The most impressive remains of ancient Tayma' are long lines of stone walling, mostly covered with debris and blown sand, enclosing an irregular area of about 8 sq km (5 sq. mi.). It is unlikely that this area was ever entirely built over, and it is misleading to call the wall a town wall; it primarily protected the fields and irrigation systems, of unknown date, which are plainly visible. The original settlement is probably represented by a small artificial mound, or tell, near the modern Tabuk–Medina highway; other adjacent walled areas, called compounds by some scholars Garth Bawden et al., “Preliminary Archaeological Investigations at Tayma',” Atlal 4 [1980]: 69–106), may represent successive additions to the settlement. At various localities within the enclosed area, ruined buildings are visible. The Department of Antiquities has partially excavated three groups of these, the most important so far being that known as Qaṣr al-Hamra, where a complex of rooms, perhaps a palace, has been revealed. One of the rooms, clearly a shrine, contained stone offering tables, a cuboid stone carved with religious motifs, and an Aramaic stela similar to the Tayma' stone. Although originally attributed to the Neo-Babylonian period, it now seems more likely that the shrine dates to Achaemenid times. The dating of other structures, including a number of burial mounds of various types, remains uncertain, although pottery of the Nabatean and medieval periods has been found in various parts of the site.


  • Abu-Duruk, Hamid Ibrahim. Introduction to the Archaeology of Tayma'. Riyadh, 1986.
    Account of the recent Saudi excavations
    . Find it in your Library
  • Bawden, Garth, and Christopher Edens. “Tayma' Painted Ware and the Hejaz Iron Age Ceramic Tradition.” Levant 20 (1988): 197–213.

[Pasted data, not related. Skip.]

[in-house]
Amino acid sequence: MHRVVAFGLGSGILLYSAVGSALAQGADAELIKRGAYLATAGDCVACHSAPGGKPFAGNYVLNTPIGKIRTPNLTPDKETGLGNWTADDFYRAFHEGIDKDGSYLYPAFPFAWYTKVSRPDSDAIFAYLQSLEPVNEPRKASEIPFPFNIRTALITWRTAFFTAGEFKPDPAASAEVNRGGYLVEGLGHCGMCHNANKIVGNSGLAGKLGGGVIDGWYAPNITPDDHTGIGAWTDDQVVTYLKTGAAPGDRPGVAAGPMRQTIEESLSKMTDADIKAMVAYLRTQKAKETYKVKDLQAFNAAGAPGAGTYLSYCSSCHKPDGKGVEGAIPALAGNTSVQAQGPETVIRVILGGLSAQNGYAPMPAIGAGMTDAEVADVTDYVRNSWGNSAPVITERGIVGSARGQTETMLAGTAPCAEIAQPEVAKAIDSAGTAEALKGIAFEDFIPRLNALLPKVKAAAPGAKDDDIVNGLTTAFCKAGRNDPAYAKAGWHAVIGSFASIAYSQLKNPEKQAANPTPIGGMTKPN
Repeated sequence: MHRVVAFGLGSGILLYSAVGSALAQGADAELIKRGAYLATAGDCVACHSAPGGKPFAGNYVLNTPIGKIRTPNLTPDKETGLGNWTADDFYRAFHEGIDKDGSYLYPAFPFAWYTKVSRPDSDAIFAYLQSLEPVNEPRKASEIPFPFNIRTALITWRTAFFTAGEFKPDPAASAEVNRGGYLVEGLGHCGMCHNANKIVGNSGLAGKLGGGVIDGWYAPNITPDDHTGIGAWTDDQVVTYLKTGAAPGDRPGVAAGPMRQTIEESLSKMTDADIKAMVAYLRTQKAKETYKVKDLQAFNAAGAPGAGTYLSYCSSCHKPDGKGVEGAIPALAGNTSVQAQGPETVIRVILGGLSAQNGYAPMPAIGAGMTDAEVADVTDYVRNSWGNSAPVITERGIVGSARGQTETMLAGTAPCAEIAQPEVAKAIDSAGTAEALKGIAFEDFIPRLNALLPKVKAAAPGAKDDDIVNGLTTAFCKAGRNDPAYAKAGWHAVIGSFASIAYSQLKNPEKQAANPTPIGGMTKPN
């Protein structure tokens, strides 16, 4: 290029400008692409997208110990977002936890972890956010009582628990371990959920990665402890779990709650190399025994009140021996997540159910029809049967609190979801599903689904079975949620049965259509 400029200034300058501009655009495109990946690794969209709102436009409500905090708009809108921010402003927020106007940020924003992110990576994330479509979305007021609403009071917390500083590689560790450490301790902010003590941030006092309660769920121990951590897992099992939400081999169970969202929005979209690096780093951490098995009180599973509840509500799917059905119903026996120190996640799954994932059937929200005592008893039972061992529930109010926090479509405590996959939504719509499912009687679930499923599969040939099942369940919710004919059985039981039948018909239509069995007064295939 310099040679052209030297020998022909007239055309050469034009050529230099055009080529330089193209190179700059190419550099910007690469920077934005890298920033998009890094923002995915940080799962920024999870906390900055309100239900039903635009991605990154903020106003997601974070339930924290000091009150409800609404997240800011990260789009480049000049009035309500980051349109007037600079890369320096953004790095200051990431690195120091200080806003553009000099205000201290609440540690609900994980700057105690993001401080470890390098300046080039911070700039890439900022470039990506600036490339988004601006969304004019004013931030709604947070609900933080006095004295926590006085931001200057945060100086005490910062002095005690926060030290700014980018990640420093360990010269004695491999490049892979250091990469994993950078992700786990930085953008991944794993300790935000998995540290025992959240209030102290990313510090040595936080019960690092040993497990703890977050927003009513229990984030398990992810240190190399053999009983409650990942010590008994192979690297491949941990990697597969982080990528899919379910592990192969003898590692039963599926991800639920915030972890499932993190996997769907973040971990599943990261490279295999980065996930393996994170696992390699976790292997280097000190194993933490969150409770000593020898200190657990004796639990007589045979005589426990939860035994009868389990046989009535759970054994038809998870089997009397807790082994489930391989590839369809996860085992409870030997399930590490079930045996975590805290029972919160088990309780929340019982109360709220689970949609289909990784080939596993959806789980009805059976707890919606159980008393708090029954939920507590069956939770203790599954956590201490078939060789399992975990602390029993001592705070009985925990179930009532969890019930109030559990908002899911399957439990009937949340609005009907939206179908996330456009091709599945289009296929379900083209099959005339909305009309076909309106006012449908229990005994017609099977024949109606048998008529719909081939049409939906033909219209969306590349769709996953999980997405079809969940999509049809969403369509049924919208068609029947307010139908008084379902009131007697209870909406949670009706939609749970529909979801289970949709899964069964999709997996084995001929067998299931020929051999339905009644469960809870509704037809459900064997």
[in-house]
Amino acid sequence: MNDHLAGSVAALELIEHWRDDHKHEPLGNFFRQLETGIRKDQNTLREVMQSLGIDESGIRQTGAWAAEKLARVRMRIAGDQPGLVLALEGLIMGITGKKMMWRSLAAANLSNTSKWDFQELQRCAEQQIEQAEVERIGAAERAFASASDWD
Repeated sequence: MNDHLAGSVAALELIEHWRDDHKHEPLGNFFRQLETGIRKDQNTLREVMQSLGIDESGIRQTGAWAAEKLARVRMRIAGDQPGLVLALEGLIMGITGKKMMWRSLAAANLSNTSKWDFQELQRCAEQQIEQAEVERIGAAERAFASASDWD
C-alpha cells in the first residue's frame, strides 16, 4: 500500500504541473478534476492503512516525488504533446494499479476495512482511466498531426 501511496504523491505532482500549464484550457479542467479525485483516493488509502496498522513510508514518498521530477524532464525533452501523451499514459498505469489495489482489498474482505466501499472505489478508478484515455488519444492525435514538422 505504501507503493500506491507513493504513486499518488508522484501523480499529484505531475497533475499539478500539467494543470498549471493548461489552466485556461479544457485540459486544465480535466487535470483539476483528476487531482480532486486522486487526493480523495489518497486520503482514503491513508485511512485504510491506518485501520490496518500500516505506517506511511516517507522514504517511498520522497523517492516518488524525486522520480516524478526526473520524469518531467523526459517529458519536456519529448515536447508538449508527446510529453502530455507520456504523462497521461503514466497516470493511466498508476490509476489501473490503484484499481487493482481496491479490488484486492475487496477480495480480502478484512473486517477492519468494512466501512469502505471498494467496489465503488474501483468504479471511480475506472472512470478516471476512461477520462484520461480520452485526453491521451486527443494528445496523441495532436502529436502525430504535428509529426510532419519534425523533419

Presents the case for the continuous occupation of Tayma' throughout the first millennium BCE
    . Find it in your Library
  • Edens, Christopher, and Garth Bawden. “History of Tayma' and Hejazi Trade during the First Millennium B.C.” Journal of the Economic and Social History of the Orient 32 (1989): 48–103.
    Useful, comprehensive account, somewhat marred by an overly theoretical approach and an uncritical interpretation of the archaeological data
    . Find it in your Library
  • Lambert, W. G. “Nabonidus in Arabia.” Proceedings of the Seminar for Arabian Studies 5 (1972): 53–64.
    Masterly summary of the evidence which, however, pays too little attention to economic motives
    . Find it in your Library
  • Parr, Peter J. “Pottery of the Late Second Millennium B.C. from North West Arabia and Its Historical Implications.” In Araby the Blest: Studies in Arabian Archaeology, edited by Daniel T. Potts, pp. 72–89. Copenhagen, 1988.
    This and the article below provide a critical reappraisal of the recent work at Tayma'
    ]. Find it in your Library
  • Parr, Peter J. “Aspects of the Archaeology of North-West Arabia in the First Millennium BC.” In L'Arabie préislamique et son environnement historique et culturel: Actes du Colloque de Strasbourg, edited by Toufic Fahd, pp. 39–66. Leiden, 1989. Find it in your Library

Peter J. Parr